By "switch", I mean whatever (solid state) device he is proposing to switch the load with.
     
  6. ban-all-sheds

    ban-all-sheds

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    TBH, I would have thought that the world would be, if not awash, then at least splishy-splashy with designs of, and fora discussing, Arduiono-based lighting automation systems.
     
  7. bernardgreen

    bernardgreen

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    Some systems run at 1 /100 but at the expense that the transmitter has to be transmitting each command for long enough to ensure the receiver(s) have switched on during the command. Mostly this is achieved by sending a pre-amble which will keep the receiver(s) active until the command(s) have been sent.

    There are many micro processors that are normally asleep until woken up by a stimulus ( from a wireless receiver ) , perform what ever function is needed and then go back to sleep.

    Better to use a capacitor and low ohm resistance in series across the lamp. This will produce hardly any heat.
     
  8. ban-all-sheds

    ban-all-sheds

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    They still need power, even in sleep states.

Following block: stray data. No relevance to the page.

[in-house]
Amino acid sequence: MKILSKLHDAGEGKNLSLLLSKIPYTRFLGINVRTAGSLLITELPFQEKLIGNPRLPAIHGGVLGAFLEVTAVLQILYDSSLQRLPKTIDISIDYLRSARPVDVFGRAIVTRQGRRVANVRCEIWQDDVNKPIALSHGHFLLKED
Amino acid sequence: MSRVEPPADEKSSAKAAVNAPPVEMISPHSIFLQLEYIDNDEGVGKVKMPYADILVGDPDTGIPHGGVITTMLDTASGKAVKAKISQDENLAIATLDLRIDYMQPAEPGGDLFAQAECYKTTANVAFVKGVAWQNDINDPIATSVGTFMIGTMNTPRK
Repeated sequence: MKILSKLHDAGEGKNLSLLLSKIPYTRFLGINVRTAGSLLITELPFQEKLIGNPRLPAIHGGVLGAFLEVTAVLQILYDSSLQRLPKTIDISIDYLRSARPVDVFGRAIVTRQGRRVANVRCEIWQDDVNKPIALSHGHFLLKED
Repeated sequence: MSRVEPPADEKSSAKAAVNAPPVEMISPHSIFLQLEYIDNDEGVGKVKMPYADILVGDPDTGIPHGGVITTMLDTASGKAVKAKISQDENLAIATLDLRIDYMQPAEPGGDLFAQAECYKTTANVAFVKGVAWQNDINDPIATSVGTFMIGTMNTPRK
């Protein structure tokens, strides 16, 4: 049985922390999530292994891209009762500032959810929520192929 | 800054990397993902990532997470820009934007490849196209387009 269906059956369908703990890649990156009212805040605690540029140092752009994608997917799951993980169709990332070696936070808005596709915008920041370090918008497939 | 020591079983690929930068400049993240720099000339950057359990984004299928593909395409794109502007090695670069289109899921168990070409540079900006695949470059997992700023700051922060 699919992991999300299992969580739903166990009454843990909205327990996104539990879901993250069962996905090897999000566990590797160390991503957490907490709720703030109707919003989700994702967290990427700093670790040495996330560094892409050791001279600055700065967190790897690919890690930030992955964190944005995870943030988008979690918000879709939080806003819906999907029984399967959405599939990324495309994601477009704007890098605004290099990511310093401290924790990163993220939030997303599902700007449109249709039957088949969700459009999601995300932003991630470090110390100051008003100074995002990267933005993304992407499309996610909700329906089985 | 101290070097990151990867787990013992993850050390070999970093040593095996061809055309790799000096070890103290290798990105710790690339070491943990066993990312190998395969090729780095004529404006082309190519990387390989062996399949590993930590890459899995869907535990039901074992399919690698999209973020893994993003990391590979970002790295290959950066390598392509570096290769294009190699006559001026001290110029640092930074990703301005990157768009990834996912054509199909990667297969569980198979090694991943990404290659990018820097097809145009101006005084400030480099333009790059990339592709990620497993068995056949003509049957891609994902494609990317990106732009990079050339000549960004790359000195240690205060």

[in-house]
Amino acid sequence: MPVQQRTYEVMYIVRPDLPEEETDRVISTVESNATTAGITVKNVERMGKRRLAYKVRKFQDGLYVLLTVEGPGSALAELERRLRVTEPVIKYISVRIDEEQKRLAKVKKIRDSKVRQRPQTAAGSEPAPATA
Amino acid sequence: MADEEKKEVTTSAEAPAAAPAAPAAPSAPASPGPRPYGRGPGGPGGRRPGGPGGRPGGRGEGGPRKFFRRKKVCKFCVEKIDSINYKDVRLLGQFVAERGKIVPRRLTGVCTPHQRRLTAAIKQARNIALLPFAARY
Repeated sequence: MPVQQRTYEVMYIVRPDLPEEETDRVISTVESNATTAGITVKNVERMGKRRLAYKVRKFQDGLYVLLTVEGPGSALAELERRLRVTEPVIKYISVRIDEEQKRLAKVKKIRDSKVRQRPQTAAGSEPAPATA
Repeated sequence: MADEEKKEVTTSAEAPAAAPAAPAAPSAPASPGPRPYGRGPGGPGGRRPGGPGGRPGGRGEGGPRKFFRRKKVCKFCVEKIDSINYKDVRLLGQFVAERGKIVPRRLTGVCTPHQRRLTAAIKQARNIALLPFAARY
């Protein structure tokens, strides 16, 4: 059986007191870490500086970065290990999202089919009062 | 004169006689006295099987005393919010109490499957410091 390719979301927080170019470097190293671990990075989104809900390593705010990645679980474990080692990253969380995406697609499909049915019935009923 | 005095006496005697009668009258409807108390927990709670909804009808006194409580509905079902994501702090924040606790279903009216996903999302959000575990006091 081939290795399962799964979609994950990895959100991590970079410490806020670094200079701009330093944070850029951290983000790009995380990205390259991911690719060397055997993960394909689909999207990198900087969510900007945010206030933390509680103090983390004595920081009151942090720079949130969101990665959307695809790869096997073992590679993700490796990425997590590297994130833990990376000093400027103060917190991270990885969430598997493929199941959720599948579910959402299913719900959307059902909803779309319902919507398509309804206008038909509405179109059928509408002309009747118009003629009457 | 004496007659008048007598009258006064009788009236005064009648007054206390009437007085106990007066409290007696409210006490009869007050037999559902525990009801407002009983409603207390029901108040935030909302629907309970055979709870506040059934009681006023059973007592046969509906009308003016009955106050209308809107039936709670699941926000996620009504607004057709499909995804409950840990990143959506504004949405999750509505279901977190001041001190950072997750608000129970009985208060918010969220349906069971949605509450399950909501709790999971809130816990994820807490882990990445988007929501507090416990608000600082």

9. JohnW2

    JohnW2

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    In that case, certainly if the switching is on/off (rather than dimming), the voltage across the switch ought to be very low (almost zero with a mechanical switch, but also very low with a solid state one) in the 'on' state, so I don't really understand the 'few volts' you expect to find across the switch (in it's 'on' state) to use for brief pulsed charging of capacitor/battery. What am I missing?

    Kind Regards, John
     
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  11. JohnW2

    JohnW2

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    Sure, but, as I said/implied, waking up takes a finite time (seconds in the case of a laptop/PC) so I just can't see it being able to come on/off umpteen times per second (or even umpteen times per minute), could it? (and it clearly would need some non-volatile storage) ... and, as BAS has said, it would need at least some power even when asleep, otherwise it would not be able to wake up (and/or know when to wake up).

    Kind Regards, John
     
  12. ban-all-sheds

    ban-all-sheds

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    Nor be able to do anything, having lost the contents of all its registers, caches, program counter, instruction decoders etc.
     
  13. JohnW2

    JohnW2

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    Well, as I said, it could transfer all of that into some sort of non-volatile storage before going to sleep and then restore it all on waking up - but that would presumably take 'significant' time and would therefore presumably preclude very rapid asleep/awake cycling.